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Larry Bird Opened Up On His Beef With Jermaine O’Neal At Pacers: “You Hate To Trade Your Best Player."

Larry Bird Opened Up On His Beef With Jermaine O’Neal At Pacers: “You Hate To Trade Your Best Player."

Larry Bird is most commonly associated with the Boston Celtics, and he is arguably the most celebrated player in Boston's history. Bird won multiple championships and MVPs during his stint with the team and is widely considered a Top 10 player to have played in the league. But Larry Legend was originally from Indiana, and he spent a lot of time as the President of Basketball Operations for the Indiana Pacers. 

Bird won Executive Of The Year in 2012 when he was still in his role with the organization. Barring one year after 2012, when he wasn't with the team thanks to health reasons, he spent many years as an executive for the Pacers, even though he recently stepped down. And during that time, he had some issues with Pacers All-Star Jermaine O'Neal, which eventually led to O'Neal being traded in 2008.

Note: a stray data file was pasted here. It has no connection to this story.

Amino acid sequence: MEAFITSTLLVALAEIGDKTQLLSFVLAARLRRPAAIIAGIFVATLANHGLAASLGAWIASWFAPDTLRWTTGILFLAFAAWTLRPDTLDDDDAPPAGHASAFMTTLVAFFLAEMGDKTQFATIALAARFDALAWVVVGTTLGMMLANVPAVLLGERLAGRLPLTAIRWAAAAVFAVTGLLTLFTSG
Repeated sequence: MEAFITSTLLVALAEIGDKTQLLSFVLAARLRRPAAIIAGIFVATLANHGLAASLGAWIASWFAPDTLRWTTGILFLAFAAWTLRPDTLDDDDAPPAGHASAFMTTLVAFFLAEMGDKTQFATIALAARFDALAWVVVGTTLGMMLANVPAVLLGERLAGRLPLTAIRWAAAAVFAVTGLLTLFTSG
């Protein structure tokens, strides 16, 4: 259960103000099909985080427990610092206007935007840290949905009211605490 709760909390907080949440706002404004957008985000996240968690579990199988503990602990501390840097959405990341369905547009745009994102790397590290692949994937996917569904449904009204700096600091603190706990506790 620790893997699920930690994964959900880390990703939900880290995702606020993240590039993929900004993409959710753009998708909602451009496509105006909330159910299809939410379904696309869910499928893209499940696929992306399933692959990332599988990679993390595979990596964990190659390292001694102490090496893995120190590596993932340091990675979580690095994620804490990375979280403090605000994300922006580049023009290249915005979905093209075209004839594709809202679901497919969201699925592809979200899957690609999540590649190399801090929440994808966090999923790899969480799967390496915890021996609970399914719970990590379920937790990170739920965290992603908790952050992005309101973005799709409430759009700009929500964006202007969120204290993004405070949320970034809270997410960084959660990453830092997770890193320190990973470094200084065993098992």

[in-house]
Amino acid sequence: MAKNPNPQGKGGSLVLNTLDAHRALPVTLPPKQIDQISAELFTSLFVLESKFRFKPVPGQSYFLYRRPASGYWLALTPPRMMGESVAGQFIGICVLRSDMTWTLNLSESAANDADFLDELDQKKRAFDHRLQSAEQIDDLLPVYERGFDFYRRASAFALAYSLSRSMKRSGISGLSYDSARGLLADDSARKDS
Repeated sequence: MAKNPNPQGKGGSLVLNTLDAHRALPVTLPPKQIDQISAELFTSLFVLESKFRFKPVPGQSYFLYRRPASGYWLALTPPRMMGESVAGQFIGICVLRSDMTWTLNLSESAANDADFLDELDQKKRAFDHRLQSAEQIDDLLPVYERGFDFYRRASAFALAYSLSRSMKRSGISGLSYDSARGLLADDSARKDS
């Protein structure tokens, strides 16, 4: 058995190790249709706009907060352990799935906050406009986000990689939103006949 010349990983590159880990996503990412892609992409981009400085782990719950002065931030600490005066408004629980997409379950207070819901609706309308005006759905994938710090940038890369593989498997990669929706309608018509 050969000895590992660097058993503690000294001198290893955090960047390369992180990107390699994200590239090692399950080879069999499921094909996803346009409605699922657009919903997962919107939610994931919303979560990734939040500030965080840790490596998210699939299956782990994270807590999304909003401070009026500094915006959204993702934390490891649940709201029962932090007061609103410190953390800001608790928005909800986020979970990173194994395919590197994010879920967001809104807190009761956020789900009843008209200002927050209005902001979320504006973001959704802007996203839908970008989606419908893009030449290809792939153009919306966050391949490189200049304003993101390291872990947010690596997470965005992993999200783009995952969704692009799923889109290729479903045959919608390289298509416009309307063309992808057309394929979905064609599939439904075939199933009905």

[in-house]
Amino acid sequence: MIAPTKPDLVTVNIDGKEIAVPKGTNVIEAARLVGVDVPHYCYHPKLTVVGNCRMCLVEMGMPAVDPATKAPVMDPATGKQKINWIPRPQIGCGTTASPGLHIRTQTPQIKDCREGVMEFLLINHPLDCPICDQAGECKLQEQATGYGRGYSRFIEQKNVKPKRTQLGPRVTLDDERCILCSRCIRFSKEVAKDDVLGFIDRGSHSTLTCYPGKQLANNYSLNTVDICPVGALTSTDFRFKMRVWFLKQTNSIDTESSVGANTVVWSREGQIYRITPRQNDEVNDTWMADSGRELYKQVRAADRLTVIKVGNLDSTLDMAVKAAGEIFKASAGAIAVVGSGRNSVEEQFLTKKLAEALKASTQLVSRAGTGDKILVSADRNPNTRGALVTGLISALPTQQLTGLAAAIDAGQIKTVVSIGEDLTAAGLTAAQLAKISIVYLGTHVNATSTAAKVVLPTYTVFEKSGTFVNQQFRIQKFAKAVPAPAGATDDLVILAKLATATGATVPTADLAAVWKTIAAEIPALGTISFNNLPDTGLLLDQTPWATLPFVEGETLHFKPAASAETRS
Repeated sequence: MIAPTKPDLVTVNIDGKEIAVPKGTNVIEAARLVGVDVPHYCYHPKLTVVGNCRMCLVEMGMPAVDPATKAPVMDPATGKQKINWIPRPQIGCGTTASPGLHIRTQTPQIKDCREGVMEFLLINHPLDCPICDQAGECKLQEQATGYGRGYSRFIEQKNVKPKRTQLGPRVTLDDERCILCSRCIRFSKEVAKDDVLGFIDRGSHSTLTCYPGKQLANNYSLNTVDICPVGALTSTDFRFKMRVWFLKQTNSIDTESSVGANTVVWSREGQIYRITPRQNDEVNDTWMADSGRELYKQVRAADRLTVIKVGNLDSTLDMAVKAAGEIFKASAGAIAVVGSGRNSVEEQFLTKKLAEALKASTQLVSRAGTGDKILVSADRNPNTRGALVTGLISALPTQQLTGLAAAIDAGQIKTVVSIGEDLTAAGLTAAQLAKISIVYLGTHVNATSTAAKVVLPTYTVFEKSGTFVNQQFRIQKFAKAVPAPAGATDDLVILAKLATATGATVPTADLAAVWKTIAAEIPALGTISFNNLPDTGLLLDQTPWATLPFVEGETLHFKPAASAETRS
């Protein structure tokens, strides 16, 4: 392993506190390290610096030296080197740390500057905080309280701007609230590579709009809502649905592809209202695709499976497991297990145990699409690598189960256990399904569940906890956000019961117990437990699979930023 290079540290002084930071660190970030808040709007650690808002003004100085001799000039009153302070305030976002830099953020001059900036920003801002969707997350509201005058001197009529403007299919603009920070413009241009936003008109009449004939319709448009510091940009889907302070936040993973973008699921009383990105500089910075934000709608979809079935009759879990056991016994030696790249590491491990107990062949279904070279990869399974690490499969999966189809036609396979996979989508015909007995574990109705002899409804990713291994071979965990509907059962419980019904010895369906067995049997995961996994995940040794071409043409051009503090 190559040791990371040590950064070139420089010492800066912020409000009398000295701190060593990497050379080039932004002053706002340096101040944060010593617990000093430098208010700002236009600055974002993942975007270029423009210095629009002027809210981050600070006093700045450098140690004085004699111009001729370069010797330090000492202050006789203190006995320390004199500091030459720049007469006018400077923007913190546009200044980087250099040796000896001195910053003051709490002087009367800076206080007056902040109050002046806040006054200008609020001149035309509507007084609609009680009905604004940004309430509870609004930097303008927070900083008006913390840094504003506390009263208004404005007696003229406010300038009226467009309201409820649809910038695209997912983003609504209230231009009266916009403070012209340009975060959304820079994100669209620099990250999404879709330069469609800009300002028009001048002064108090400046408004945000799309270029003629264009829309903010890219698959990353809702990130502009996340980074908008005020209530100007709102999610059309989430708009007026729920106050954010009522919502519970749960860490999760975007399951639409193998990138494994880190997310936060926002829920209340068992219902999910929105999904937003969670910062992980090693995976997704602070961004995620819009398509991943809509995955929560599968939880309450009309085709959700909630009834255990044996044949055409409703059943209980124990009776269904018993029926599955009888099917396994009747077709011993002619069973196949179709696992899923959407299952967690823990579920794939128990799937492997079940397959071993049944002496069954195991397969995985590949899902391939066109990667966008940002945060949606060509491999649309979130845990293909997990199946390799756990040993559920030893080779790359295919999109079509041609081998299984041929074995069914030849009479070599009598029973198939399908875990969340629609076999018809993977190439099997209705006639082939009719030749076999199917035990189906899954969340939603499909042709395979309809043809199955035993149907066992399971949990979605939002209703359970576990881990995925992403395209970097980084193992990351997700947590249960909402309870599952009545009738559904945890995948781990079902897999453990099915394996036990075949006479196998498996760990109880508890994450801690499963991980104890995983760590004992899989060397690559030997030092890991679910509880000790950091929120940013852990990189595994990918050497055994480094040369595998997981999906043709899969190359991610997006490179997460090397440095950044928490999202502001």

The Pacers of the early 2000s had O'Neal, an older but still effective Reggie Miller, and Metta Sandiford-Artest (then known as Ron Artest). They were widely thought to be championship contenders, but the Malice at the Palace broke the team, and they were never able to live up to that hype. Injuries and other issues followed that lost season, and O'Neal and Bird's relationship deteriorated to the point where he was traded. 

Bird and O'Neal spoke about their issues later, addressing the tension that had existed between them for a few seasons (via Sports Illustrated). 

Larry Bird: "You hate to [trade] your best player. But he was at the point where he thought a change of scenery would help him."

Jermaine O'Neal: "I had the best conversation I've had with Larry in five years. It was really civil, really logical. ... I don't think that we hated each other. I just think so much had happened that it made the job difficult, and the only way for that team to move forward was to move me."

Jermaine O'Neal was an absolute beast in his prime, and it's a shame his career petered out in the way that it did. The story also goes to show that even legends like Bird have struggled after their playing careers when they stepped into these managerial roles. At least both men found a way to amicably move past their differences, something today's stars could also take heed from.